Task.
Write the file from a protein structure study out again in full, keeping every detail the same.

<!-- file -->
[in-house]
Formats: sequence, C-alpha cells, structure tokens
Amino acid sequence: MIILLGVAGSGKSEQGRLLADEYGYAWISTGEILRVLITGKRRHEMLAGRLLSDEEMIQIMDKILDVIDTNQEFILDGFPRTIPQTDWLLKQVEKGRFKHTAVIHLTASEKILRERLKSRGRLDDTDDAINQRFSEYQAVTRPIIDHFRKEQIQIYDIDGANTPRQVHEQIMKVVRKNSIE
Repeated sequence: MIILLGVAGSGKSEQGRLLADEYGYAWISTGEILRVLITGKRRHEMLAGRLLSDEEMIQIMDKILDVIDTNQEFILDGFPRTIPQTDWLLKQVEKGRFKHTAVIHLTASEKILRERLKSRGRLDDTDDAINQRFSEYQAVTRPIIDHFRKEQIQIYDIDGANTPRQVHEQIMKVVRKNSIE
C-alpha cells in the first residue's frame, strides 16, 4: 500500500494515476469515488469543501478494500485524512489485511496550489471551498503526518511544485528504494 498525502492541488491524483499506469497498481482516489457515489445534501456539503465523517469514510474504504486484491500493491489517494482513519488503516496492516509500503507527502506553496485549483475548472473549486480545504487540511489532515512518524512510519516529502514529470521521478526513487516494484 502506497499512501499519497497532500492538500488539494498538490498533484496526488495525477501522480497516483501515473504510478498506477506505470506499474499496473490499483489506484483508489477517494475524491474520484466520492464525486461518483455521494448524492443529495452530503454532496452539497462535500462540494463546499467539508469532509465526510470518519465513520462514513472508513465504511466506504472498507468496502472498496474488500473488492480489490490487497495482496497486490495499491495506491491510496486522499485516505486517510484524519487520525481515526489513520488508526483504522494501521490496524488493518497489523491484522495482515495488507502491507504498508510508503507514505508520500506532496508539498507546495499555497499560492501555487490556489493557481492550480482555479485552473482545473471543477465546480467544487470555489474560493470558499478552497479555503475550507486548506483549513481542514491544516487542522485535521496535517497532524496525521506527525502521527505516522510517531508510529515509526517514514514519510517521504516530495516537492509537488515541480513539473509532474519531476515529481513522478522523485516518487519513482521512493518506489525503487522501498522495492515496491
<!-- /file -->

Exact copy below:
[in-house]
Formats: sequence, C-alpha cells, structure tokens
Amino acid sequence: MIILLGVAGSGKSEQGRLLADEYGYAWISTGEILRVLITGKRRHEMLAGRLLSDEEMIQIMDKILDVIDTNQEFILDGFPRTIPQTDWLLKQVEKGRFKHTAVIHLTASEKILRERLKSRGRLDDTDDAINQRFSEYQAVTRPIIDHFRKEQIQIYDIDGANTPRQVHEQIMKVVRKNSIE
Repeated sequence: MIILLGVAGSGKSEQGRLLADEYGYAWISTGEILRVLITGKRRHEMLAGRLLSDEEMIQIMDKILDVIDTNQEFILDGFPRTIPQTDWLLKQVEKGRFKHTAVIHLTASEKILRERLKSRGRLDDTDDAINQRFSEYQAVTRPIIDHFRKEQIQIYDIDGANTPRQVHEQIMKVVRKNSIE
C-alpha cells in the first residue's frame, strides 16, 4: 500500500494515476469515488469543501478494500485524512489485511496550489471551498503526518511544485528504494 498525502492541488491524483499506469497498481482516489457515489445534501456539503465523517469514510474504504486484491500493491489517494482513519488503516496492516509500503507527502506553496485549483475548472473549486480545504487540511489532515512518524512510519516529502514529470521521478526513487516494484 502506497499512501499519497497532500492538500488539494498538490498533484496526488495525477501522480497516483501515473504510478498506477506505470506499474499496473490499483489506484483508489477517494475524491474520484466520492464525486461518483455521494448524492443529495452530503454532496452539497462535500462540494463546499467539508469532509465526510470518519465513520462514513472508513465504511466506504472498507468496502472498496474488500473488492480489490490487497495482496497486490495499491495506491491510496486522499485516505486517510484524519487520525481515526489513520488508526483504522494501521490496524488493518497489523491484522495482515495488507502491507504498508510508503507514505508520500506532496508539498507546495499555497499560492501555487490556489493557481492550480482555479485552473482545473471543477465546480467544487470555489474560493470558499478552497479555503475550507486548506483549513481542514491544516487542522485535521496535517497532524496525521506527525502521527505516522510517531508510529515509526517514514514519510517521504516530495516537492509537488515541480513539473509532474519531476515529481513522478522523485516518487519513482521512493518506489525503487522501498522495492515496491